If there’s any dynast in New York who can eye the ravaging fires of Wall Street with some degree of equanimity, it’s Douglas Durst, he of the just-topped-off, just-filled-up Class A tower at One Bryant Park, anchor-tenanted by none other than the impressively solvent, indeed expanding, Bank of America. Quite the power couple, eh?
If they’re the winners in this ordeal, they are overshadowed by the carcasses littering a roadway paved by the credit crisis.
“Today’s really a crash of the New York real estate market,” said Tomasz Piskorski, assistant professor in the finance and economics division at Columbia Business School, on Monday.
To illustrate his point, Mr. Piskorski cited New York’s real estate investment trusts, which, until the weekend’s mayhem, had managed to stay above the fray. On the most murderous of Mondays, their stock values plummeted. Vornado Realty Trust’s stocks fell $10.29 a share during the day, roughly 10 percent, to $88.70; SL Green, New York’s largest commercial property holder, dropped nearly $9, or 12 percent, to about $70 a share.
The most immediate effect of the Wall Street crisis on Manhattan commercial real estate will be on the office vacancy rate, which is likely to rise past what brokers call equilibrium and into a tenant’s market. Jim Delmonte, vice president and research director at Jones Lang LaSalle, began crunching the numbers for his bosses on Friday evening, when Lehman’s demise appeared a foregone conclusion.
He determined that the collapse of Lehman alone could push the midtown Class A vacancy rate to 12.1 percent, if the investment firm gets rid of all 2.7 million square feet of its property holdings and office leases, including its headquarters at 745 Seventh Avenue. (According to JLL’s numbers, the midtown Class A vacancy rate now stands at 8.4 percent.)
Those sober calculations don’t even take into account the space occupied by Merrill Lynch, bought this weekend by Bank of America, which has 3.5 million square feet in Manhattan, including 2 million in 4 World Financial Center, 500,000 in 2 World Financial Center—both owned by Brookfield Properties, another public landlord that took a Monday stock hit—and about 650,000 in 222 Broadway, according to Peter Kozel, Newmark Knight Frank’s executive managing director of research. Endangered insurance giant A.I.G. has 3.8 million square feet downtown and 250,000 square feet in midtown.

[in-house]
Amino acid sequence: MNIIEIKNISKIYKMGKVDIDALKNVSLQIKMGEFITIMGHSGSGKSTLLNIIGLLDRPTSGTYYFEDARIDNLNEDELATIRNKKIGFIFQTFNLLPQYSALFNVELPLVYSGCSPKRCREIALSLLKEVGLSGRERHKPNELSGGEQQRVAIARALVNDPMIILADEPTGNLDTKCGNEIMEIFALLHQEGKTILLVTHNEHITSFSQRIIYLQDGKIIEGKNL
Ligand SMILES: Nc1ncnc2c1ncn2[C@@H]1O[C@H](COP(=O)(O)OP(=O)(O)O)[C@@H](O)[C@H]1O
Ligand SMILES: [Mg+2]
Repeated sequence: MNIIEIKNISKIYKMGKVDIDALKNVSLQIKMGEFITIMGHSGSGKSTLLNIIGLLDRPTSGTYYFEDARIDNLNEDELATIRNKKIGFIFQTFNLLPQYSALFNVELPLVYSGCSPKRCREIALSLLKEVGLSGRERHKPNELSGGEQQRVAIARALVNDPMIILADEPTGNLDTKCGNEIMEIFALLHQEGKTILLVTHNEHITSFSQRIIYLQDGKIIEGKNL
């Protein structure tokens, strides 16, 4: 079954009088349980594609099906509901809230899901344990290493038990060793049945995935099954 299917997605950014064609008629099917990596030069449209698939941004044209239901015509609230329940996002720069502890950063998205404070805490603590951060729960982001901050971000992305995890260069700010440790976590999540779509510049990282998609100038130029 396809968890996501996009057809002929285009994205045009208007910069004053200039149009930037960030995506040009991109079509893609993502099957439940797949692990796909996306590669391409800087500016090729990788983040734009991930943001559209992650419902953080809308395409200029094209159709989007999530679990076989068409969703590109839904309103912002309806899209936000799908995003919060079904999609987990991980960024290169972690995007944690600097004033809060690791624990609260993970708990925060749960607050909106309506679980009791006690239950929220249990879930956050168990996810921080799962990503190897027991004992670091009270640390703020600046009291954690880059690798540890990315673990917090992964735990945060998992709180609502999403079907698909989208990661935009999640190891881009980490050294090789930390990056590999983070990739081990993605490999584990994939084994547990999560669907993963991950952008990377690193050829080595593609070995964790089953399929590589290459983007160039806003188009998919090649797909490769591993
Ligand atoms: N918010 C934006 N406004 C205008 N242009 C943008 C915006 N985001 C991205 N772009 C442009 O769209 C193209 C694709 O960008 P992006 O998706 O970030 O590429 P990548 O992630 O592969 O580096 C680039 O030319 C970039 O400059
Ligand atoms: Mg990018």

Add to that developer SJP’s speculative, 1.1 million-square-foot tower rising at 11 Times Square, and high-rises planned for the Port Authority and the West Side, among others, and, well, you see where this is going, right? Who, after all, is going to lease that space? Will some of those planned towers even get built? Guess we can put the tombstone on talk of Merrill building on the site of the Hotel Pennsylvania. And, who, after all, is going to buy the Lehman building?
“It’s nearly impossible to expect a single company to take the Lehman building,” Mr. Piskorski said. “It’s a very attractive building, but we would need some company to relocate to the New York City area. … And even if someone was interested, people are very cash-strained.”
True that. As has been pointed out over and over again, financing is hard to come by. But—and here’s some news that could be construed as not-awful—Richard Bassuk, president of the Singer & Bassuk Organization, said financing shouldn’t be any harder to come by than it already is. “The CMBS market has basically [already] been shut down,” Mr. Bassuk said.
So where does all of this leave Manhattan? Only time will tell. CB Richard Ellis perhaps put it best in the statement it released to media on Monday: “The Manhattan office market is now in uncharted territory with events continuing to unfold.”
Rest assured, once these events do unfold and the market hits bottom—when that will be remains anyone’s guest—things can only get better (sorry about the truism).
“It’s hard to say if we have bottomed out,” said Jon Caplan, executive vice president of the New York Capital Markets Group for Cushman & Wakefield. “When the market perceives that we have, there will be a large influx of capital, as billions have been raised for opportunistic investment.”